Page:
The International Falls Fire Station was filled with children obviously excited and ready to learn about fire safety Tuesday morning.

The visit coincides with National Fire Prevention Week.

The second graders, first graders, and kindergartners listened to presentations about fire safety, saw firefighters suit up into their protective gear, and were able to walk through a fire truck.

“What do we do if our clothes catch on fire?” Fire Chief Adam Mannausau asked the first graders, “Any guesses?”

An enthusiastic, “stop, drop and roll” came from the crowd. One first grader ran to the front to demonstrate, rolling on the ground and shielding his face.

The children seemed well-versed on the concept of “stop, drop and roll,” and many of the well-known ways that fires can start.

“What are some other (fire) hazards in our house that we need to be worried about?” Mannausau asked.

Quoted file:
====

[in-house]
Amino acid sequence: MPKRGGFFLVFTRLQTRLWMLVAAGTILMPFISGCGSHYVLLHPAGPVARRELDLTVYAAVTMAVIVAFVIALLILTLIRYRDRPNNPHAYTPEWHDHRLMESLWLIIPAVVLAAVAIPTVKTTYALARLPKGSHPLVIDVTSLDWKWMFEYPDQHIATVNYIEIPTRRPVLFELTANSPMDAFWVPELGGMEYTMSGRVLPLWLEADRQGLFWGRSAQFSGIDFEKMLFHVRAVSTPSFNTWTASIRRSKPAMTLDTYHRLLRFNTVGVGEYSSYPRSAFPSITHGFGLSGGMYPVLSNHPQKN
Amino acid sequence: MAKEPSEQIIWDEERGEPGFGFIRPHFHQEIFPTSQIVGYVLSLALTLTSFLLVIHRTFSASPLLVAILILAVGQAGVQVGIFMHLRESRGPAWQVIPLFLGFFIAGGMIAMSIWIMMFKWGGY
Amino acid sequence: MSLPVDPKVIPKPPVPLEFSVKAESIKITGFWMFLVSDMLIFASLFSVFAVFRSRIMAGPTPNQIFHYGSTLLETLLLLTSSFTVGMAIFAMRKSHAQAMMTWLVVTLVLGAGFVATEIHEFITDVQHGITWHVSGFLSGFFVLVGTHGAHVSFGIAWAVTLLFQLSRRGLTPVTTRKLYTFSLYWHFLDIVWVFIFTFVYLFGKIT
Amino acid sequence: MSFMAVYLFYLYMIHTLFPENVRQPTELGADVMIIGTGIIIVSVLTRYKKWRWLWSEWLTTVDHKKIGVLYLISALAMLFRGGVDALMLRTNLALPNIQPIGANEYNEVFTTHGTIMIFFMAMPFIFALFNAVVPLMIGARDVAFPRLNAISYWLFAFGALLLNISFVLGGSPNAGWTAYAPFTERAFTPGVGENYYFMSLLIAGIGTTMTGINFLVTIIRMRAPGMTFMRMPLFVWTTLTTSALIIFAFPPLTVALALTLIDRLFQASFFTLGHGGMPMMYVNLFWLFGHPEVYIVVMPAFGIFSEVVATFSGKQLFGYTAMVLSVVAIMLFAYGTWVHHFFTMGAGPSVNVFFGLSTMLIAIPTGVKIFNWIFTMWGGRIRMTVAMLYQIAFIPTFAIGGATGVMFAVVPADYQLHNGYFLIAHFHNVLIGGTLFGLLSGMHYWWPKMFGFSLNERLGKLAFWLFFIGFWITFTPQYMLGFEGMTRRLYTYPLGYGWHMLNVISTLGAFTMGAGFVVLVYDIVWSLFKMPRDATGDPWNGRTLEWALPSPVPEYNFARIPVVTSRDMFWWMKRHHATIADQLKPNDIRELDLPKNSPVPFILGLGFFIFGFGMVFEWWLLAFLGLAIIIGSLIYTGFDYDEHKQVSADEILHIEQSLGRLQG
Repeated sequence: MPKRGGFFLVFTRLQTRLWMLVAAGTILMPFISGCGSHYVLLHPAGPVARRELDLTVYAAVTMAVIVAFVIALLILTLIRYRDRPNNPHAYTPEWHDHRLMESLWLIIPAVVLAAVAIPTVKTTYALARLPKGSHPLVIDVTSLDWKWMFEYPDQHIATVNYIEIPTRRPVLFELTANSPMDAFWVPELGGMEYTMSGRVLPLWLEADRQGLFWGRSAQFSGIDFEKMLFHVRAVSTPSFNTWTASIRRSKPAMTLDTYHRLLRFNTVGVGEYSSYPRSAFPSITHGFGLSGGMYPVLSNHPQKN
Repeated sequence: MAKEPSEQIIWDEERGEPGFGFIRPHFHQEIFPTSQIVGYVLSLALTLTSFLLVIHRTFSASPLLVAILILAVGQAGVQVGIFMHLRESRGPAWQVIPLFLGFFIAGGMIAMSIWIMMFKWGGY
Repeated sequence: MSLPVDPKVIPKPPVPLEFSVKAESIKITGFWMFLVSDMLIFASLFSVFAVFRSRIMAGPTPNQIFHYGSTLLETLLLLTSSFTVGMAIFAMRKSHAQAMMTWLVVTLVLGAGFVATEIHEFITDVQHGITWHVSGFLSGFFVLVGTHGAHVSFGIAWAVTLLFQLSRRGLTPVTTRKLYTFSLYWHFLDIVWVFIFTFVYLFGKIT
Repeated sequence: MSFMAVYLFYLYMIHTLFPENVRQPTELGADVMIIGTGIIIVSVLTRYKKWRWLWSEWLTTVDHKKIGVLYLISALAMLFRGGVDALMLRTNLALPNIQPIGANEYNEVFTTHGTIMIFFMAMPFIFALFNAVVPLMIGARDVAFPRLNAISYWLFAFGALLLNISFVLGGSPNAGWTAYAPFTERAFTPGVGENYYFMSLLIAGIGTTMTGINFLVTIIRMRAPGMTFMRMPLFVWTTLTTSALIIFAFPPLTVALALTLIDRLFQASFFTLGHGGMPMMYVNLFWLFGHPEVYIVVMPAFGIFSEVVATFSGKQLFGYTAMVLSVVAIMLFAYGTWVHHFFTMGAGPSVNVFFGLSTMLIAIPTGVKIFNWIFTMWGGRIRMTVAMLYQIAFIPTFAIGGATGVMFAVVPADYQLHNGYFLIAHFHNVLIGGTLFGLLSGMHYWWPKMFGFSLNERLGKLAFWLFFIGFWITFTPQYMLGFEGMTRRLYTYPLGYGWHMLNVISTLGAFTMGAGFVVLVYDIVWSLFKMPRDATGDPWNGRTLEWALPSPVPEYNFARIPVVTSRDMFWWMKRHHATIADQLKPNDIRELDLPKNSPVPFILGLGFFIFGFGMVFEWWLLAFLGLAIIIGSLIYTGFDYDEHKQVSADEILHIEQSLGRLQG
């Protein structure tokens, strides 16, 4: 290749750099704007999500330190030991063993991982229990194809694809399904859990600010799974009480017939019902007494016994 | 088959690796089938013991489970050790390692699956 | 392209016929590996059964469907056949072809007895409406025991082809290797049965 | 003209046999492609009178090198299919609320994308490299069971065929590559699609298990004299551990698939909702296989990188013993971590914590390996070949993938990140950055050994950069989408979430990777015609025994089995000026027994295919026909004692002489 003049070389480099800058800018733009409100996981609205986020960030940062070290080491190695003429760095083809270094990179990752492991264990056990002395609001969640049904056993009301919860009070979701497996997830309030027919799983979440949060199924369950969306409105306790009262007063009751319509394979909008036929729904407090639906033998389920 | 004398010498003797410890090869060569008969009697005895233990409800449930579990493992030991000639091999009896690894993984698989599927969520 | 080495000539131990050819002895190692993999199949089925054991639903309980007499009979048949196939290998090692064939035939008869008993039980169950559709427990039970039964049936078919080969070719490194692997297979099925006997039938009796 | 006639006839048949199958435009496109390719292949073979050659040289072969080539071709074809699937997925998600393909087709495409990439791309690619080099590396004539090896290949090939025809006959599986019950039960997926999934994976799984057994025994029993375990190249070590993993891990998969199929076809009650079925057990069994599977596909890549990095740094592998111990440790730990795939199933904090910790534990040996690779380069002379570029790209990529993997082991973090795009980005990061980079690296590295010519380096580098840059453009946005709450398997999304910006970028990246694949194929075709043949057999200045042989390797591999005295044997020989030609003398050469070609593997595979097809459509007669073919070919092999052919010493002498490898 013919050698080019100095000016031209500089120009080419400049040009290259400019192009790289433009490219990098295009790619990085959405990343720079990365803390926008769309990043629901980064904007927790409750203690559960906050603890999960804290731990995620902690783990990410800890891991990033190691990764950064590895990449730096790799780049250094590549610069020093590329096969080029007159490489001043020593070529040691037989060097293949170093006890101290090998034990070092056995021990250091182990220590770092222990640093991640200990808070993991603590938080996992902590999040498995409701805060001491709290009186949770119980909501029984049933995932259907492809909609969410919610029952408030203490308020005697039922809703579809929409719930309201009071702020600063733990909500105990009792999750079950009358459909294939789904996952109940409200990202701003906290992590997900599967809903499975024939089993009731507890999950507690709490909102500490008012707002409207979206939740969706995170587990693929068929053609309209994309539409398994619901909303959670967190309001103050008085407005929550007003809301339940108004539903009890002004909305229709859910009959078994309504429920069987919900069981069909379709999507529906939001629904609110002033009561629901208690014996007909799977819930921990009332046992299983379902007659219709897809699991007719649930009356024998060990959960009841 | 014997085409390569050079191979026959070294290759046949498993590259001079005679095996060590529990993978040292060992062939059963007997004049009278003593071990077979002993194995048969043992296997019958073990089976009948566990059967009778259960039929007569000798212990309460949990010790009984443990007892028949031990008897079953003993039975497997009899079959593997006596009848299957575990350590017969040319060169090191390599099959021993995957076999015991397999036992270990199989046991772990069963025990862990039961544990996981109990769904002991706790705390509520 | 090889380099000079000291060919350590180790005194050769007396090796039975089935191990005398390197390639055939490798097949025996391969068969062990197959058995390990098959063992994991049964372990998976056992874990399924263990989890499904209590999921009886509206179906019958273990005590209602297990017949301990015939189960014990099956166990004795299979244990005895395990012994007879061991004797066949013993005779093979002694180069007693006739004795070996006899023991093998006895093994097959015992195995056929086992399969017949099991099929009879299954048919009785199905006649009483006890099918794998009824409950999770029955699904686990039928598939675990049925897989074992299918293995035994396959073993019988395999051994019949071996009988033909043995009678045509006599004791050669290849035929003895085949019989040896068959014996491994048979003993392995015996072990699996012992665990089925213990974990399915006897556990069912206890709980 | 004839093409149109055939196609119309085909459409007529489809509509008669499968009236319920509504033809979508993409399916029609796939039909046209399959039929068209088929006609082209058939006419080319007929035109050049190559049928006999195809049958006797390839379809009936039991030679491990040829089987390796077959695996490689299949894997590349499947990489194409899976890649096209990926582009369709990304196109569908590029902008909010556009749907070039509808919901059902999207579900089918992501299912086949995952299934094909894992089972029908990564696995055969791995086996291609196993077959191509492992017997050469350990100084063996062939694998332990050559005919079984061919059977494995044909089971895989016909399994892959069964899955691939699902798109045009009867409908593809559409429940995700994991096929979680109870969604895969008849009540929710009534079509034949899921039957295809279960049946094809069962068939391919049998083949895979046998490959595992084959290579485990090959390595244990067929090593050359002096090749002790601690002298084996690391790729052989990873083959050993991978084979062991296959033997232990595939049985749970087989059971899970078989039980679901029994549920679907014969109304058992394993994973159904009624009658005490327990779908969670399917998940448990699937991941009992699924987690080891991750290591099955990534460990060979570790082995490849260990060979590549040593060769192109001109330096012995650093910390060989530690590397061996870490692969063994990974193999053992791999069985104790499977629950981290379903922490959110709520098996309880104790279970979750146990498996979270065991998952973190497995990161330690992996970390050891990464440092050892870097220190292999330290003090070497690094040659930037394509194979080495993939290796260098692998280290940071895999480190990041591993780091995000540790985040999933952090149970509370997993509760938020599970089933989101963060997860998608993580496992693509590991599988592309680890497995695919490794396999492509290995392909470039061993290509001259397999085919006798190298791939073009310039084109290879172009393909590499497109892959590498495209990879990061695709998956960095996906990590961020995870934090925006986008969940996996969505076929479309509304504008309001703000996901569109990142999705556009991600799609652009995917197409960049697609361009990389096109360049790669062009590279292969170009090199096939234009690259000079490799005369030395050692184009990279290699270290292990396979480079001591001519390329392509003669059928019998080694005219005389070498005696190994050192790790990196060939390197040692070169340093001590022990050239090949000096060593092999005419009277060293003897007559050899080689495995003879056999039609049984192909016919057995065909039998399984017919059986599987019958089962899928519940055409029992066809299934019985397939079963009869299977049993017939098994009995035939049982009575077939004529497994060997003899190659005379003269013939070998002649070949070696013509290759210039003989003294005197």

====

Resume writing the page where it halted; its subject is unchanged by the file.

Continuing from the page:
He highlighted some of the lesser-known ways accidents can occur, such as overheating electronics or getting in the way of a parent cooking in the kitchen.

“Does anyone have a LeapPad or a tablet or a cellphone or anything like that?” Mannausau asked.

Hands shot up around the room.

“Those can get really hot sometimes. We want to make sure that when we charge those, we set them on a hard surface like a table or a counter top,” he explained.

The children were encouraged to go home and remind their parents to check the batteries in household smoke detectors.

“These are all things you can go home and tell your parents about and sound really, really smart,” he told the kids.

Two firefighters, Tommy Baron and Justin Chezick, suited up into full gear and shook hands with the students so they could see that firefighters are nothing to be afraid of, even when they are wearing helmets and ventilation masks.

Children were then able to explore the inside of a fire truck, and many seemed impressed by the bright lights and features.

Fire Prevention Week was enacted in 1925 by President Calvin Coolidge, who determined it would be held annually during the week of Oct. 9, in commemoration of the “Great Chicago Fire” which occurred on Oct. 8, 1871, and caused devastating damage.

It was held this year from Oct. 6-12.

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